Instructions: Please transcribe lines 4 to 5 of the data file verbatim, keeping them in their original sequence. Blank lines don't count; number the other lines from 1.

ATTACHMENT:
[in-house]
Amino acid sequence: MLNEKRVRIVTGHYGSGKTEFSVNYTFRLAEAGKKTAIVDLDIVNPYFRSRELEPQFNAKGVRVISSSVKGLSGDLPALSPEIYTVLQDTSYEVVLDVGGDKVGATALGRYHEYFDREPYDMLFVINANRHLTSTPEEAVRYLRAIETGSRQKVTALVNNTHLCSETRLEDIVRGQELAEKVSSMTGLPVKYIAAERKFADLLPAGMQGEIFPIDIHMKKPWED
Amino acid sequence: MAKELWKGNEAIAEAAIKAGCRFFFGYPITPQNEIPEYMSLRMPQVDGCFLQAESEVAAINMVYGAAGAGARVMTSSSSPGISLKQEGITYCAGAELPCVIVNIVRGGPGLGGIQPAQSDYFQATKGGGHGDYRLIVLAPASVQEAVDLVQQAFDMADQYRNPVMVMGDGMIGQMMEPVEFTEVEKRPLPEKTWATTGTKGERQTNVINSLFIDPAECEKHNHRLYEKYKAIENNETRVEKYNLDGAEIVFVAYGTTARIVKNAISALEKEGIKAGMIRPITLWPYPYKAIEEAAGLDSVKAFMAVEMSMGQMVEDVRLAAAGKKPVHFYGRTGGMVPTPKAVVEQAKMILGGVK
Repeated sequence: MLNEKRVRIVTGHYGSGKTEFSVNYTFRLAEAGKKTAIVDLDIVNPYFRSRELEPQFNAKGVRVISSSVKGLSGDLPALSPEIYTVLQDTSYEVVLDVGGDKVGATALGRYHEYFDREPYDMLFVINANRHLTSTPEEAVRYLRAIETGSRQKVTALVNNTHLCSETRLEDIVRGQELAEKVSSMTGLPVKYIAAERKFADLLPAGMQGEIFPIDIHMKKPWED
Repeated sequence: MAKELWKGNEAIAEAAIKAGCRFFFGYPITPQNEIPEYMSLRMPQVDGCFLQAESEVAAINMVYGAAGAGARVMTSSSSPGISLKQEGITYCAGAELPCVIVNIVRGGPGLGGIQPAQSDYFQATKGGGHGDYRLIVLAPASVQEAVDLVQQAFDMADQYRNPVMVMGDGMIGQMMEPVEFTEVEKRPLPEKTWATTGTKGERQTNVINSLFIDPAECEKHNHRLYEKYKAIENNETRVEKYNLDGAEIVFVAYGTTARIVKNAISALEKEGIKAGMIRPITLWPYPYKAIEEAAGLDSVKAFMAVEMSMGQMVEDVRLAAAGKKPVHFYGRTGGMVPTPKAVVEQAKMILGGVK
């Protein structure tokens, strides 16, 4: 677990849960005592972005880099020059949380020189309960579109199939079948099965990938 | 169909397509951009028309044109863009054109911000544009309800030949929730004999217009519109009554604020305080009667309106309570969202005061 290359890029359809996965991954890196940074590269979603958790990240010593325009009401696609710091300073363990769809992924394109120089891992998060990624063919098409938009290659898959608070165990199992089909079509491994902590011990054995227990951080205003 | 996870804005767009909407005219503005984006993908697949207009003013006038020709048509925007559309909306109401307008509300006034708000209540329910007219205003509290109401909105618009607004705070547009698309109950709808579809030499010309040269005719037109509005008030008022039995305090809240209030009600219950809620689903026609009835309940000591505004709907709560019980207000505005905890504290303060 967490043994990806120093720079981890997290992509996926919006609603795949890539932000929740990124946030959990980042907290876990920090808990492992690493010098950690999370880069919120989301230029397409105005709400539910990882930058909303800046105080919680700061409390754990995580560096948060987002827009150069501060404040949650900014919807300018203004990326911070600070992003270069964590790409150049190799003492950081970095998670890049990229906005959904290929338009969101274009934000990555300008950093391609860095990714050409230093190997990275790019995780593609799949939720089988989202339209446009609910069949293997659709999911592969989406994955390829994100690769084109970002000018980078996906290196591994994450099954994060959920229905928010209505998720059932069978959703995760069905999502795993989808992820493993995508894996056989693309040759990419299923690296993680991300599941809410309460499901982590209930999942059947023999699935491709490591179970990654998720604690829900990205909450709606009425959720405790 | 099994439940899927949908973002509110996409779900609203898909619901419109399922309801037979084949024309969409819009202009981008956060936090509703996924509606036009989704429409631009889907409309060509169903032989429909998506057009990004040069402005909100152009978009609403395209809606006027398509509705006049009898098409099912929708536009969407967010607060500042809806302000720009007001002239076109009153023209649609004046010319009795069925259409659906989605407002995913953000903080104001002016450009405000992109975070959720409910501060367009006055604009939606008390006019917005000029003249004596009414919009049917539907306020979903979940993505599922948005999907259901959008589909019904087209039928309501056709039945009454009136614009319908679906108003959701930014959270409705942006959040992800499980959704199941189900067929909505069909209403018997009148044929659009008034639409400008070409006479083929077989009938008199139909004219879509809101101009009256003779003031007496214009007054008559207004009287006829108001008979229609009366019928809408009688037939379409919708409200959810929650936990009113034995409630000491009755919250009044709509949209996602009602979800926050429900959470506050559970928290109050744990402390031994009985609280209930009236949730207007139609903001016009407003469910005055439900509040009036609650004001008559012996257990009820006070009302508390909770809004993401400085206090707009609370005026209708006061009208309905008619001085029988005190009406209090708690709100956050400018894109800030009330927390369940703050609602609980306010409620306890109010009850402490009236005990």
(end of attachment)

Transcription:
Repeated sequence: MLNEKRVRIVTGHYGSGKTEFSVNYTFRLAEAGKKTAIVDLDIVNPYFRSRELEPQFNAKGVRVISSSVKGLSGDLPALSPEIYTVLQDTSYEVVLDVGGDKVGATALGRYHEYFDREPYDMLFVINANRHLTSTPEEAVRYLRAIETGSRQKVTALVNNTHLCSETRLEDIVRGQELAEKVSSMTGLPVKYIAAERKFADLLPAGMQGEIFPIDIHMKKPWED
Repeated sequence: MAKELWKGNEAIAEAAIKAGCRFFFGYPITPQNEIPEYMSLRMPQVDGCFLQAESEVAAINMVYGAAGAGARVMTSSSSPGISLKQEGITYCAGAELPCVIVNIVRGGPGLGGIQPAQSDYFQATKGGGHGDYRLIVLAPASVQEAVDLVQQAFDMADQYRNPVMVMGDGMIGQMMEPVEFTEVEKRPLPEKTWATTGTKGERQTNVINSLFIDPAECEKHNHRLYEKYKAIENNETRVEKYNLDGAEIVFVAYGTTARIVKNAISALEKEGIKAGMIRPITLWPYPYKAIEEAAGLDSVKAFMAVEMSMGQMVEDVRLAAAGKKPVHFYGRTGGMVPTPKAVVEQAKMILGGVK